It would be hard to pay homage to Vincent Van Gogh with more fervor or devotion than filmmakers Dorota Kobiela and Hugh Welchman bring to Loving Vincent, in which they've not only created thousands of new oil paintings in his style, but also made him the subject of a murder-mystery.

A close-up of ice melting in brilliant sunshine is the first thing you see in An Inconvenient Sequel: Truth to Power. It's gorgeous — snow crystals glistening, moisture dripping from them into a pool of water so pure and clear it makes you thirsty.

The dark, feminist tale, Lady Macbeth doesn't deal with royalty or take place in medieval Scotland. It has no witches, nor much rinsing of blood from hands. It's not even based on Shakespeare. But its leading lady, a teen bride when we meet her, still lives up to that title.

Maudie is the largely true story of a Canadian painter whose work was so exuberant, you'd never guess at the difficult life she lived. In her 30s when we meet her, Maud is tiny, bent of frame, fingers crippled by juvenile rheumatoid arthritis.

As played by a plucky Sally Hawkins, she has been treated all her life as if she were a child. Which is precisely what her brother does, when he tells her she's going to have to stay with their Aunt Ida, now that he's sold their house out from under her.

"I'd look after it," she tells him.

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Fifty years ago, on June 12, 1967, the Supreme Court's decision in Loving v. Virginia legalized interracial marriage. Just two weeks earlier, shooting had been completed on a movie about that very subject — Stanley Kramer's soon-to-be-classic, Oscar-winning, box-office smash Guess Who's Coming To Dinner, starring Spencer Tracy, Katharine Houghton and Sidney Poitier.

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It's a beach in Florida this time — I know you care because we're all here for the plot, right? — and head lifeguard Mitch Buchannon is now The Rock not The Hoff.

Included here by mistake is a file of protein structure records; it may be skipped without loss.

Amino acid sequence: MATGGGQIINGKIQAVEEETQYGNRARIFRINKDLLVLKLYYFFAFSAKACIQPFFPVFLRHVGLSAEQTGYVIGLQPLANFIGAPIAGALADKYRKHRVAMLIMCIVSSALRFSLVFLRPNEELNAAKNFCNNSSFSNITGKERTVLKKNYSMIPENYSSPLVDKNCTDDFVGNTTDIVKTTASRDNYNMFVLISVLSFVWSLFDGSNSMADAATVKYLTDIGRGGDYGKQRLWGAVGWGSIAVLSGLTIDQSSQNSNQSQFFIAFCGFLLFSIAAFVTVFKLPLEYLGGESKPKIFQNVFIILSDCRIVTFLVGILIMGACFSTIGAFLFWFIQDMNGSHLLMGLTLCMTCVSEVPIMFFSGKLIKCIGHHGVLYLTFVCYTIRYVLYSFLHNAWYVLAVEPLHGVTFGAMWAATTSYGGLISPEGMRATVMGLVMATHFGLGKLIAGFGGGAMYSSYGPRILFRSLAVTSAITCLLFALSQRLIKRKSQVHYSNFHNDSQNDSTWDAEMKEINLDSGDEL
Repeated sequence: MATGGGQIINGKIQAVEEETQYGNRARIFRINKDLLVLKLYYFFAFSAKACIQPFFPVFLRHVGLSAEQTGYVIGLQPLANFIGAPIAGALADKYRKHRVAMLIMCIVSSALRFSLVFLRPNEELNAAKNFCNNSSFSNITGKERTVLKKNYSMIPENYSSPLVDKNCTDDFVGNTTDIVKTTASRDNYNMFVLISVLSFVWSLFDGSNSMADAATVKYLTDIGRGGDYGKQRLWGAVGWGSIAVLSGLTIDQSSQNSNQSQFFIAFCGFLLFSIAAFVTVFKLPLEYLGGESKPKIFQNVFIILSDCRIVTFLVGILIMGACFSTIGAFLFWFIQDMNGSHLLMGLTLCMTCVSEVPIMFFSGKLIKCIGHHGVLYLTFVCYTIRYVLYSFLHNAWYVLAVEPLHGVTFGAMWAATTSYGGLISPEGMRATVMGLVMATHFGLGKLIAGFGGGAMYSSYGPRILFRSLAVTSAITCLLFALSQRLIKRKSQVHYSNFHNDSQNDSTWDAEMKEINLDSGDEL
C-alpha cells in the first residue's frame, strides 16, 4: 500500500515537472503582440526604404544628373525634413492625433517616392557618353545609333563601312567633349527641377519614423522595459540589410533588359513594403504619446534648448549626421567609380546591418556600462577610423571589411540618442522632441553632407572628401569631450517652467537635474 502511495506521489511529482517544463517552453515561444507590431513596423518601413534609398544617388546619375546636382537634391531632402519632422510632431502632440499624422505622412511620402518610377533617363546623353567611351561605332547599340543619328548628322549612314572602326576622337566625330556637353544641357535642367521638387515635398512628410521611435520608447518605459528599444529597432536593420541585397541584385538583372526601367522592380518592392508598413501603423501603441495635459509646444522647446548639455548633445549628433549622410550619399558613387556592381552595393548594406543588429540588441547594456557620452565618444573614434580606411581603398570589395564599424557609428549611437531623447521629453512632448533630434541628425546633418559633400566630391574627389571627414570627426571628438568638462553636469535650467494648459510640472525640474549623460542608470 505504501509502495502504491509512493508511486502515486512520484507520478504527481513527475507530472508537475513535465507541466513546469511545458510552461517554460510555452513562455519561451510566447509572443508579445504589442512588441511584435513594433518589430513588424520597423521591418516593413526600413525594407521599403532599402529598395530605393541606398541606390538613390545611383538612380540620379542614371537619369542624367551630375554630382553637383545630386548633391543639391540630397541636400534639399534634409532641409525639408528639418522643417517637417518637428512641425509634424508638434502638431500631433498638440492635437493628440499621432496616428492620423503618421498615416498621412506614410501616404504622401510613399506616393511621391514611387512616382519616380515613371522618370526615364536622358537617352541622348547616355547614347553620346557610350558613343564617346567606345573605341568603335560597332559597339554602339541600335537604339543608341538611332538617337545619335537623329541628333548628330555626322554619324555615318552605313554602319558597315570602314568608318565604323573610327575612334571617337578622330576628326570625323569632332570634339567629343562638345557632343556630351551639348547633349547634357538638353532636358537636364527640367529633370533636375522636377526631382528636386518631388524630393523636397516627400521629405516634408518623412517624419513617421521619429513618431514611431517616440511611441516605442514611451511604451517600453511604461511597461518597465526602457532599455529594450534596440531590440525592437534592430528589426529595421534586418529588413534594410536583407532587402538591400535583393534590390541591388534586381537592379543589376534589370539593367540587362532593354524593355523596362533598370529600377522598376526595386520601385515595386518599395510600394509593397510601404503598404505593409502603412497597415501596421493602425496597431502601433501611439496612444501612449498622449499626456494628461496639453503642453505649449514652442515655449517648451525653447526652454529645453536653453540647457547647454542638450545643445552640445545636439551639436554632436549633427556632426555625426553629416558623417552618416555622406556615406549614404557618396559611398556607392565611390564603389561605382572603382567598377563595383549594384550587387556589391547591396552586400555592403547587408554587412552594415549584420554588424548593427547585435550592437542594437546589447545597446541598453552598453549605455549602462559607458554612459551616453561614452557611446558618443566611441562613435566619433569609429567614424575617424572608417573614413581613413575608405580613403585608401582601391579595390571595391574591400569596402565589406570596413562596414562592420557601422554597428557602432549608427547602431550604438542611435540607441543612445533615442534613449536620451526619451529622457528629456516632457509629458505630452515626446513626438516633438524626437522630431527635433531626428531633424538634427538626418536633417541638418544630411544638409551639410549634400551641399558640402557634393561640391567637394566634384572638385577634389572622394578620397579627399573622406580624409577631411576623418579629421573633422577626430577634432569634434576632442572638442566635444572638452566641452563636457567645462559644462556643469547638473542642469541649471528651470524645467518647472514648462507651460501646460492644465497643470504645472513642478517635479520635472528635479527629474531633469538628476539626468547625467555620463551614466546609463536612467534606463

"Our team is the elite of the elite," Dwayne Johnson's Mitch tells his Baywatch recruits, "the heart and soul of this very beach."

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"Guardians Of The Galaxy Vol. 2" opens in theaters this weekend. The film is on track for a $150 million opening, so reviews are probably irrelevant. But NPR's Bob Mondello has one anyway.

Imagine city planning as a contact sport and you have the gist of Matt Tyrnauer's documentary, Citizen Jane: Battle for the City. The film chronicles the struggle between two mid-20th century worldviews: that of Robert Moses, who preached a cure for what ailed American cities that amounted to "bulldoze and replace," and the less destructive prescriptions of writer/activist Jane Jacobs, who challenged the whole notion of urban renewal in her game-changing book, The Death and Life of Great American Cities.

The new movie Life, which opens March 24, is about astronauts who discover an alien life form and live to regret it. You could say exactly the same thing about Alien: Covenant, which was originally scheduled to open the following Friday — until someone realized that was a recipe for box-office disaster. Alien: Covenant will now open in early May, and that close call, crazy as it is, isn't uncommon in Hollywood.